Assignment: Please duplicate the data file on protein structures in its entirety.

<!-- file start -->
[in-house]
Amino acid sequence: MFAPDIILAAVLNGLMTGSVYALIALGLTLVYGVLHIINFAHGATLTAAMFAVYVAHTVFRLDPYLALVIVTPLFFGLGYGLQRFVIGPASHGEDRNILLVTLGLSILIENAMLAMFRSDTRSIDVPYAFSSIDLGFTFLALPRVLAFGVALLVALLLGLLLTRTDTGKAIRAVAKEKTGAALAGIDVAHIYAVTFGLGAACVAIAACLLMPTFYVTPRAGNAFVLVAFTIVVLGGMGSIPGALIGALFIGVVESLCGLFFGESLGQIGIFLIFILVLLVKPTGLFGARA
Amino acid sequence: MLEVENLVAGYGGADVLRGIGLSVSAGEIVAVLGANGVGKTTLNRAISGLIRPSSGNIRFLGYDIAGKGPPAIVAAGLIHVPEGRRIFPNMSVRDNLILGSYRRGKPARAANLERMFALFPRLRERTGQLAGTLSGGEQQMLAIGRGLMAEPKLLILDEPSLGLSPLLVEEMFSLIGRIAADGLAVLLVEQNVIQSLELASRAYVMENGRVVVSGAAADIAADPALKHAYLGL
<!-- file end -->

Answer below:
[in-house]
Amino acid sequence: MFAPDIILAAVLNGLMTGSVYALIALGLTLVYGVLHIINFAHGATLTAAMFAVYVAHTVFRLDPYLALVIVTPLFFGLGYGLQRFVIGPASHGEDRNILLVTLGLSILIENAMLAMFRSDTRSIDVPYAFSSIDLGFTFLALPRVLAFGVALLVALLLGLLLTRTDTGKAIRAVAKEKTGAALAGIDVAHIYAVTFGLGAACVAIAACLLMPTFYVTPRAGNAFVLVAFTIVVLGGMGSIPGALIGALFIGVVESLCGLFFGESLGQIGIFLIFILVLLVKPTGLFGARA
Amino acid sequence: MLEVENLVAGYGGADVLRGIGLSVSAGEIVAVLGANGVGKTTLNRAISGLIRPSSGNIRFLGYDIAGKGPPAIVAAGLIHVPEGRRIFPNMSVRDNLILGSYRRGKPARAANLERMFALFPRLRERTGQLAGTLSGGEQQMLAIGRGLMAEPKLLILDEPSLGLSPLLVEEMFSLIGRIAADGLAVLLVEQNVIQSLELASRAYVMENGRVVVSGAAADIAADPALKHAYLGL